The team at Bitcoin (BTC) focused firm Casa notes that by now, we all (or at least those who follow the crypto space) should be familiar with the concept of “not your keys, not your coins.”
Casa writes in a blog post that many explainer guides and information is now widely available to Bitcoin traders or investors, including how to secure your private keys and SEED phrases. But there might not be as much literature on how Bitcoin holders may properly secure their environments when using their keys.
The Casa team has shared practical and “paranoid level” tips and steps their team members may use to help with securing “healthy” environments for their devices and hardware wallets.
Casa team members note that when using “key material” in any form, we need to take into consideration the actual room and layout they’ll be “operating within.” Public spaces are “not recommended” because of the “multitude of peering eyes, cameras, and general lack of privacy and security,” the Casa team noted while adding that to begin “evaluating for potential physical security threats, it is better to use an access-controlled location of your choosing, such as a bedroom or personal office.”
When “evaluating a physical space” we should consider the following, according to the Casa team:
- Location “should be access-controlled, which prevents key operations from being interrupted.” The space “should be relatively private and not in a public place like a crowded coffee shop.” Take note of “all cameras and what they are facing. This goes for mobile phones, webcams, and smartwatches. When in doubt, cover it up, or remove the device from the environment entirely.”
- Be aware of various Internet-of-Things (IoT) listening devices, “such as the ones offered by Amazon and Google.” Power off “all unnecessary electronic devices that may contain cameras or microphones.” Also “close the blinds, shut the door, and give yourself ample time to do things correctly and without interruption.”
- Using hardware wallets and performing key operations “is NOT a team sport.” These tasks “should be performed alone and in a silent manner, unless a second witness is needed for attestation.”
The Casa team further noted that hardware wallets have been engineered to protect user’s key material “without the fear of an infected computer or malware stealing your funds.” But having said that, attackers can be “extremely clever,” the Casa team notes while adding that we can still “take additional steps to ensure they are using the latest security tools to promote a healthy compute (laptop/mobile phone/tablet) environment.”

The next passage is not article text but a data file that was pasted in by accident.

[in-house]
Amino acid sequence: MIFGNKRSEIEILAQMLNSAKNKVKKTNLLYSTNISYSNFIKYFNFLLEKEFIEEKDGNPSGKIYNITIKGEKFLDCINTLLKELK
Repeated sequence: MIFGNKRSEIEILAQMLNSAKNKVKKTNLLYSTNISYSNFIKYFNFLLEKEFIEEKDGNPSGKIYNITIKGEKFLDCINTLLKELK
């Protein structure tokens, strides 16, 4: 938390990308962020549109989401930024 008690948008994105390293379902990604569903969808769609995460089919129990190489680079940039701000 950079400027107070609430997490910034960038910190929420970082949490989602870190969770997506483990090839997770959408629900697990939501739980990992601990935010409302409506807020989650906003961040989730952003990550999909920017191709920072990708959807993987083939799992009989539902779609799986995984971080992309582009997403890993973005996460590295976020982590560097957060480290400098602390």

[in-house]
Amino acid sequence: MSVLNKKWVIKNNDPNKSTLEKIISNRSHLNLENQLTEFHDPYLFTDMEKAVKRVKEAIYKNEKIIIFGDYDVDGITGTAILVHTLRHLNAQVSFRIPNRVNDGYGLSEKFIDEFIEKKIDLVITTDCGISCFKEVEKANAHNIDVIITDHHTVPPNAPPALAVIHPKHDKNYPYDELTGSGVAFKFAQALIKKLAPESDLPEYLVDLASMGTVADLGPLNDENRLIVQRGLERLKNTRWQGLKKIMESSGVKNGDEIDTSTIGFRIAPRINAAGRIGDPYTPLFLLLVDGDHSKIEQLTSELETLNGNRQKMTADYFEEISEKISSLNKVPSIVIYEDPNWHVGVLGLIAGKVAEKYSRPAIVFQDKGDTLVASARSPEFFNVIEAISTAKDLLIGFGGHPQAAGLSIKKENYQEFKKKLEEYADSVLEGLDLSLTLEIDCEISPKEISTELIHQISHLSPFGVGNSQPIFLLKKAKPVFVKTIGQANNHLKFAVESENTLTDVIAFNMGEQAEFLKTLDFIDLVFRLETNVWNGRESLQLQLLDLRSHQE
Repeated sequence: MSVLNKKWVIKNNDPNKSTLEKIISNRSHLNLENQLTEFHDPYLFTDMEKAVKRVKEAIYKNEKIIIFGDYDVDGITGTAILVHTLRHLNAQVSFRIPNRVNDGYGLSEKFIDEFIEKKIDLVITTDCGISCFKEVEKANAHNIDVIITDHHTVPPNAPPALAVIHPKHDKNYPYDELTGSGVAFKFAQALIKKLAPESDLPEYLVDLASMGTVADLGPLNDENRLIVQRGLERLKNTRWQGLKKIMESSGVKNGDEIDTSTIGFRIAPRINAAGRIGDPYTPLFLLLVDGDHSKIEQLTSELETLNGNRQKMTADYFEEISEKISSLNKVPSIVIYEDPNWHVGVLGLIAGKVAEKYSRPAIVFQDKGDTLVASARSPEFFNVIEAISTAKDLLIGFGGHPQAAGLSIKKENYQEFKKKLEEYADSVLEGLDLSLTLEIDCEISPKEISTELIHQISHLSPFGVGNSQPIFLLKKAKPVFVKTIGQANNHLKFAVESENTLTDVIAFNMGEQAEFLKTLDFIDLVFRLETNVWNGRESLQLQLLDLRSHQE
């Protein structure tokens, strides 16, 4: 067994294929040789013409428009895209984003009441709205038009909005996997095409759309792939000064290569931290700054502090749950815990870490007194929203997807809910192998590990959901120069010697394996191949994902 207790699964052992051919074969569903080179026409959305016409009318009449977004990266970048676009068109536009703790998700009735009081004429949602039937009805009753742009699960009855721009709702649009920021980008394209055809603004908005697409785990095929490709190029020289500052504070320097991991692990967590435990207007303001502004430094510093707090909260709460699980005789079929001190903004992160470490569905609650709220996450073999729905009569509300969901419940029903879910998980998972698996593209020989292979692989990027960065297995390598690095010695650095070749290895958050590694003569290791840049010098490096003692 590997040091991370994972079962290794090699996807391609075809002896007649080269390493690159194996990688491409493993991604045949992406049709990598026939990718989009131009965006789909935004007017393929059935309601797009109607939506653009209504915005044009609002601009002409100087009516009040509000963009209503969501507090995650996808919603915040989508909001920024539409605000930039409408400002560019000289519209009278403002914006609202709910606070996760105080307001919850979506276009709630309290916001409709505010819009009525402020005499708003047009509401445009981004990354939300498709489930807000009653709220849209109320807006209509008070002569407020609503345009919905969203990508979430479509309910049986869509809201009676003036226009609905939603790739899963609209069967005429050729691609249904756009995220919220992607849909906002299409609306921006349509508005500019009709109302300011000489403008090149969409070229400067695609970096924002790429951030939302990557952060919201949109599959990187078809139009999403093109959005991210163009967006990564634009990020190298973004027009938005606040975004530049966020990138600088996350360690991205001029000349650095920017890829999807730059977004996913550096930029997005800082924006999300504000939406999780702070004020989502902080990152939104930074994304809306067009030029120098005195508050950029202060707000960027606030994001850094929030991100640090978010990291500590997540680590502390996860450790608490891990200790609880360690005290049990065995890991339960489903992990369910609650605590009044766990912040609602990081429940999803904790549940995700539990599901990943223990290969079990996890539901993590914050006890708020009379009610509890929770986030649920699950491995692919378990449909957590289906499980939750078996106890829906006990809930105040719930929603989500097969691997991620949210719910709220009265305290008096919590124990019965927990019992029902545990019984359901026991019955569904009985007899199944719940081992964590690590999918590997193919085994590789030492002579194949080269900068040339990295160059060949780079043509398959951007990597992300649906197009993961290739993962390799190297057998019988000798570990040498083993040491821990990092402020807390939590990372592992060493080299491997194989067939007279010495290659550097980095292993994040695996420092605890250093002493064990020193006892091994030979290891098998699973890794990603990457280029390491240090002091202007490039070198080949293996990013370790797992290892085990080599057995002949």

Casa goes on to recommend that we may use the included operating system firewall and malware detection tools, but if we don’t really trust these, a third party application “would suffice.”
We also need to ensure a “healthy” system environment by making sure we are up to date on operating system patches, which may include critical security updates that may help keep our computers safe.
Additionally, we should use only “approved” vendor binaries and software releases from official vendor websites and official mobile application (iOS/Android) stores, the Casa team recommends.
People who might wish to be “extremely cautious” might decide to use an “air gapped” computer to sign transactions offline and then broadcast them via a separate online computer. This is “only recommended if you know exactly what you are doing, as fully securing an air gap computer is an intensive and comprehensive task,” Casa’s blog post clarified.
The Casa team added:
“The ‘keys to the kingdom’ that control your bitcoin should reside in your hardware wallet. If you are not using a hardware wallet, sign up for a Casa account here. Before we touch any hardware, let’s ensure we are electrically grounded by either touching a door knob, large piece of metal, or a common ground. This ensures we don’t zap our devices with static charge when handling them.”
They also noted:
“Run hardware device firmware updates periodically to ensure the latest security updates have been applied. (At Casa, our team reviews every firmware update for the hardware wallets we support. If you’re a Casa member, be sure to consult our help center before updating your firmware.)”
We should also carry out a Casa Health Check in the Casa mobile app in order to make sure that the health of each of our hardware devices is all good. Casa also says to only use the supplier-provided USB cable. These “vary in voltage, stability, and there are even attacks that can be built into makeshift cables,” the Casa team explained.
We must “always verify all prompts and addresses on the hardware wallet screen,” the Casa team noted while adding that you can use a Casa-branded Faraday bag, accessible via https://store.casa/ for long-term device storage.
“By incorporating some of the tips above, you are taking the steps to ensure the safety of your keys and bitcoin, as well as the safety of you and your operating environment.”
The blog post from the company also mentioned that Casa Gold is free to try for 30 days and “only $120 / year after that.” If you feel ready to move to their Platinum or Diamond tiers, then you may get started here.